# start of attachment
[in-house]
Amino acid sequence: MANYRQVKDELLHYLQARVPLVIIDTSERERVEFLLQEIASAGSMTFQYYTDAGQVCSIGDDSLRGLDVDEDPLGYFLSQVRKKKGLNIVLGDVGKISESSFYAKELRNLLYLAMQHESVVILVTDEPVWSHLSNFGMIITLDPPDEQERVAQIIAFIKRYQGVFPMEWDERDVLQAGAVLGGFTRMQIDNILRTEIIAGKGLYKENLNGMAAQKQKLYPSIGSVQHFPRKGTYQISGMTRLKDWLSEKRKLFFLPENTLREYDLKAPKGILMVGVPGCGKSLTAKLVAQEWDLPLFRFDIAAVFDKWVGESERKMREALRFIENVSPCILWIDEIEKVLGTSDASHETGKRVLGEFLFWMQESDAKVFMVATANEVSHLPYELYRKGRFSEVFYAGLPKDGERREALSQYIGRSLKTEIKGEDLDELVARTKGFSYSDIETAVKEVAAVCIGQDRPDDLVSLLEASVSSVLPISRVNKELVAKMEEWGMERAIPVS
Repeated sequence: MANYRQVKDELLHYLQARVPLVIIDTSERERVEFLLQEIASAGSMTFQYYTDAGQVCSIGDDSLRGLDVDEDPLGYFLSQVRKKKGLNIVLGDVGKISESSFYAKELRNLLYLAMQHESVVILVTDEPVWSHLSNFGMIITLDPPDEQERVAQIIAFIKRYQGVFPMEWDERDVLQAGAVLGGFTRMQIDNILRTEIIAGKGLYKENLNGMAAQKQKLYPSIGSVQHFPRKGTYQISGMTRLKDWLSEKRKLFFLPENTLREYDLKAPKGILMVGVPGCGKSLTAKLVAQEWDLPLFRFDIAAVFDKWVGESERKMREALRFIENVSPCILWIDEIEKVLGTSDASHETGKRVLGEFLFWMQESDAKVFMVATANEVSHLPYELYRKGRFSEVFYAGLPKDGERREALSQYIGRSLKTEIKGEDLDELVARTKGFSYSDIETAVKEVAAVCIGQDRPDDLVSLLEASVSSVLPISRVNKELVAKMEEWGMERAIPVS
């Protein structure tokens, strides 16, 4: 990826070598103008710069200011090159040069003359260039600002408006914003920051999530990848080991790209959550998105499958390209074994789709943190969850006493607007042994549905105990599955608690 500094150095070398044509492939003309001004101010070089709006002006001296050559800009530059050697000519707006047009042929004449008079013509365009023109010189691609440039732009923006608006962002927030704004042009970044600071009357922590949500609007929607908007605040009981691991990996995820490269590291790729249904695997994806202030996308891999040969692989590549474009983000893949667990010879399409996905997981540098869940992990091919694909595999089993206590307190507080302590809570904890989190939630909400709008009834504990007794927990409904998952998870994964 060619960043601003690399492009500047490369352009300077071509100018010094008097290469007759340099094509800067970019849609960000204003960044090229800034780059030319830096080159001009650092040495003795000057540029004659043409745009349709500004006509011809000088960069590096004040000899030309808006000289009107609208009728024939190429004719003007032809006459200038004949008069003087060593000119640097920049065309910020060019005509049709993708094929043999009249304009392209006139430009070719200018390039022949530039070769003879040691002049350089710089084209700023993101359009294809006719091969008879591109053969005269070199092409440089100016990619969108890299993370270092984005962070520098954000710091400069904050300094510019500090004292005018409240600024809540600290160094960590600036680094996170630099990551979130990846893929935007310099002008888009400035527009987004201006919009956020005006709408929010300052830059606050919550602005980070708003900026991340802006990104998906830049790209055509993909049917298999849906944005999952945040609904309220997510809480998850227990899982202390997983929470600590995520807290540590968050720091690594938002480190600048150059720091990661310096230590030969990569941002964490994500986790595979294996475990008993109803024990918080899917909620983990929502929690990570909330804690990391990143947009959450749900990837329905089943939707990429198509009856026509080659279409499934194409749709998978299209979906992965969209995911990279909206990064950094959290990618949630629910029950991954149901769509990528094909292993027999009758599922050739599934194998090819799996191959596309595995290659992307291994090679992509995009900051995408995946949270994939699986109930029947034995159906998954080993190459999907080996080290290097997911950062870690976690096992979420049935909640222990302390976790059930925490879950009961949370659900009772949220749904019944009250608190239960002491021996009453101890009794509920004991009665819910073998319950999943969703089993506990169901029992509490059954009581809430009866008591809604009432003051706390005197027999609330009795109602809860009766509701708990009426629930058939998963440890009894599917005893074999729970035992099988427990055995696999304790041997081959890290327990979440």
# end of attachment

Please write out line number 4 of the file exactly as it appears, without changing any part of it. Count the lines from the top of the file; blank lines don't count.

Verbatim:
């Protein structure tokens, strides 16, 4: 990826070598103008710069200011090159040069003359260039600002408006914003920051999530990848080991790209959550998105499958390209074994789709943190969850006493607007042994549905105990599955608690 500094150095070398044509492939003309001004101010070089709006002006001296050559800009530059050697000519707006047009042929004449008079013509365009023109010189691609440039732009923006608006962002927030704004042009970044600071009357922590949500609007929607908007605040009981691991990996995820490269590291790729249904695997994806202030996308891999040969692989590549474009983000893949667990010879399409996905997981540098869940992990091919694909595999089993206590307190507080302590809570904890989190939630909400709008009834504990007794927990409904998952998870994964 060619960043601003690399492009500047490369352009300077071509100018010094008097290469007759340099094509800067970019849609960000204003960044090229800034780059030319830096080159001009650092040495003795000057540029004659043409745009349709500004006509011809000088960069590096004040000899030309808006000289009107609208009728024939190429004719003007032809006459200038004949008069003087060593000119640097920049065309910020060019005509049709993708094929043999009249304009392209006139430009070719200018390039022949530039070769003879040691002049350089710089084209700023993101359009294809006719091969008879591109053969005269070199092409440089100016990619969108890299993370270092984005962070520098954000710091400069904050300094510019500090004292005018409240600024809540600290160094960590600036680094996170630099990551979130990846893929935007310099002008888009400035527009987004201006919009956020005006709408929010300052830059606050919550602005980070708003900026991340802006990104998906830049790209055509993909049917298999849906944005999952945040609904309220997510809480998850227990899982202390997983929470600590995520807290540590968050720091690594938002480190600048150059720091990661310096230590030969990569941002964490994500986790595979294996475990008993109803024990918080899917909620983990929502929690990570909330804690990391990143947009959450749900990837329905089943939707990429198509009856026509080659279409499934194409749709998978299209979906992965969209995911990279909206990064950094959290990618949630629910029950991954149901769509990528094909292993027999009758599922050739599934194998090819799996191959596309595995290659992307291994090679992509995009900051995408995946949270994939699986109930029947034995159906998954080993190459999907080996080290290097997911950062870690976690096992979420049935909640222990302390976790059930925490879950009961949370659900009772949220749904019944009250608190239960002491021996009453101890009794509920004991009665819910073998319950999943969703089993506990169901029992509490059954009581809430009866008591809604009432003051706390005197027999609330009795109602809860009766509701708990009426629930058939998963440890009894599917005893074999729970035992099988427990055995696999304790041997081959890290327990979440």